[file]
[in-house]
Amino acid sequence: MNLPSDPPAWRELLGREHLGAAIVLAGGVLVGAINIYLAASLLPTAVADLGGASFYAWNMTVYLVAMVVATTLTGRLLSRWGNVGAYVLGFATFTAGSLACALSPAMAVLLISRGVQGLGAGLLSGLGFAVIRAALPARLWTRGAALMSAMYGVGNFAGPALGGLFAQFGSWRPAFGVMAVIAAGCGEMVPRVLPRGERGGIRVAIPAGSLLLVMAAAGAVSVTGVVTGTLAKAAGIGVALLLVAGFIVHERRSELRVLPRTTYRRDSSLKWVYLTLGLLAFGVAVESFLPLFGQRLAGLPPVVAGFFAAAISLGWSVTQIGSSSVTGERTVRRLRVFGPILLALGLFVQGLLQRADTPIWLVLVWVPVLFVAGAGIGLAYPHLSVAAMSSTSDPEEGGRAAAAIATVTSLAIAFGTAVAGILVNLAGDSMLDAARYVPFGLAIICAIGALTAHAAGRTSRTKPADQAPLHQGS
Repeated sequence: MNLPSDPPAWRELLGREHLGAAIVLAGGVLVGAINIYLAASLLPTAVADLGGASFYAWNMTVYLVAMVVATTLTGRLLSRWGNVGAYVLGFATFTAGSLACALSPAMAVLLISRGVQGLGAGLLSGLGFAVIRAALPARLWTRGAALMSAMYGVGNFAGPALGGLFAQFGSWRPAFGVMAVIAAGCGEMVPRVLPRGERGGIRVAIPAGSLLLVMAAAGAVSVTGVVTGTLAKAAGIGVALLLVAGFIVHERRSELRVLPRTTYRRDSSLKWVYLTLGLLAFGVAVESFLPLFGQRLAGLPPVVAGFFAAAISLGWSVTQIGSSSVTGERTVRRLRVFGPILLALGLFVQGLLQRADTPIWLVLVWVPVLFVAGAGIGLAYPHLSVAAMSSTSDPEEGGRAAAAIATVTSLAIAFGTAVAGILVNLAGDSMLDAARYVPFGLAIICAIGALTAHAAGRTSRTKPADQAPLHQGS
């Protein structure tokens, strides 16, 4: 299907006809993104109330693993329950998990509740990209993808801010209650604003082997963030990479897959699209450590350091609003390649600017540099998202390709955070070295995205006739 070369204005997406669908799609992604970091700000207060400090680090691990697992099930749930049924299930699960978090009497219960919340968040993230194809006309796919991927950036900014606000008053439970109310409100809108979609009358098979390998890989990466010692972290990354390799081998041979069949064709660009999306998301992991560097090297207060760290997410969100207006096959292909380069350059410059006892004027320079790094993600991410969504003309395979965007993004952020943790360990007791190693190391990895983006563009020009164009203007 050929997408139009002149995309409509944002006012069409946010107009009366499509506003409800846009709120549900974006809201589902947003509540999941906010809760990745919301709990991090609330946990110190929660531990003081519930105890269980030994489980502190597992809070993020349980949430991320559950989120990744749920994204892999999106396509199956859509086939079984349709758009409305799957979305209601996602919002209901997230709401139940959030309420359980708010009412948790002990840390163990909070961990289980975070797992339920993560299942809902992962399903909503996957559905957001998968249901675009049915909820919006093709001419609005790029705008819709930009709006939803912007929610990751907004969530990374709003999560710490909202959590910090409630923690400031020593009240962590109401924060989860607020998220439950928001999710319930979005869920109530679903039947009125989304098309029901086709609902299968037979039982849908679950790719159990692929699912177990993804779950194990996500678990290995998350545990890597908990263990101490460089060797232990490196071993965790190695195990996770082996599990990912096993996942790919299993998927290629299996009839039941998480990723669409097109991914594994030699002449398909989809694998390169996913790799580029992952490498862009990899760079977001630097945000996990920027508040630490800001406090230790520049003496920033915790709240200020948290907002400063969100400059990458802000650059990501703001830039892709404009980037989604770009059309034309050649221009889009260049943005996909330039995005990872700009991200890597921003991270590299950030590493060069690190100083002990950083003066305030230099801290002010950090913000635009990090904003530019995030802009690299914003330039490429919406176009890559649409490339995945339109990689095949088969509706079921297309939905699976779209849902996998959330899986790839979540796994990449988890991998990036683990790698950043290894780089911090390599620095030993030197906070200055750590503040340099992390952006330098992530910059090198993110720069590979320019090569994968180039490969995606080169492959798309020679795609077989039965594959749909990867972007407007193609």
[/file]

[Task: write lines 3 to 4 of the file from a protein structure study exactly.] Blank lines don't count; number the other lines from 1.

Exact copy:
Repeated sequence: MNLPSDPPAWRELLGREHLGAAIVLAGGVLVGAINIYLAASLLPTAVADLGGASFYAWNMTVYLVAMVVATTLTGRLLSRWGNVGAYVLGFATFTAGSLACALSPAMAVLLISRGVQGLGAGLLSGLGFAVIRAALPARLWTRGAALMSAMYGVGNFAGPALGGLFAQFGSWRPAFGVMAVIAAGCGEMVPRVLPRGERGGIRVAIPAGSLLLVMAAAGAVSVTGVVTGTLAKAAGIGVALLLVAGFIVHERRSELRVLPRTTYRRDSSLKWVYLTLGLLAFGVAVESFLPLFGQRLAGLPPVVAGFFAAAISLGWSVTQIGSSSVTGERTVRRLRVFGPILLALGLFVQGLLQRADTPIWLVLVWVPVLFVAGAGIGLAYPHLSVAAMSSTSDPEEGGRAAAAIATVTSLAIAFGTAVAGILVNLAGDSMLDAARYVPFGLAIICAIGALTAHAAGRTSRTKPADQAPLHQGS
């Protein structure tokens, strides 16, 4: 299907006809993104109330693993329950998990509740990209993808801010209650604003082997963030990479897959699209450590350091609003390649600017540099998202390709955070070295995205006739 070369204005997406669908799609992604970091700000207060400090680090691990697992099930749930049924299930699960978090009497219960919340968040993230194809006309796919991927950036900014606000008053439970109310409100809108979609009358098979390998890989990466010692972290990354390799081998041979069949064709660009999306998301992991560097090297207060760290997410969100207006096959292909380069350059410059006892004027320079790094993600991410969504003309395979965007993004952020943790360990007791190693190391990895983006563009020009164009203007 050929997408139009002149995309409509944002006012069409946010107009009366499509506003409800846009709120549900974006809201589902947003509540999941906010809760990745919301709990991090609330946990110190929660531990003081519930105890269980030994489980502190597992809070993020349980949430991320559950989120990744749920994204892999999106396509199956859509086939079984349709758009409305799957979305209601996602919002209901997230709401139940959030309420359980708010009412948790002990840390163990909070961990289980975070797992339920993560299942809902992962399903909503996957559905957001998968249901675009049915909820919006093709001419609005790029705008819709930009709006939803912007929610990751907004969530990374709003999560710490909202959590910090409630923690400031020593009240962590109401924060989860607020998220439950928001999710319930979005869920109530679903039947009125989304098309029901086709609902299968037979039982849908679950790719159990692929699912177990993804779950194990996500678990290995998350545990890597908990263990101490460089060797232990490196071993965790190695195990996770082996599990990912096993996942790919299993998927290629299996009839039941998480990723669409097109991914594994030699002449398909989809694998390169996913790799580029992952490498862009990899760079977001630097945000996990920027508040630490800001406090230790520049003496920033915790709240200020948290907002400063969100400059990458802000650059990501703001830039892709404009980037989604770009059309034309050649221009889009260049943005996909330039995005990872700009991200890597921003991270590299950030590493060069690190100083002990950083003066305030230099801290002010950090913000635009990090904003530019995030802009690299914003330039490429919406176009890559649409490339995945339109990689095949088969509706079921297309939905699976779209849902996998959330899986790839979540796994990449988890991998990036683990790698950043290894780089911090390599620095030993030197906070200055750590503040340099992390952006330098992530910059090198993110720069590979320019090569994968180039490969995606080169492959798309020679795609077989039965594959749909990867972007407007193609």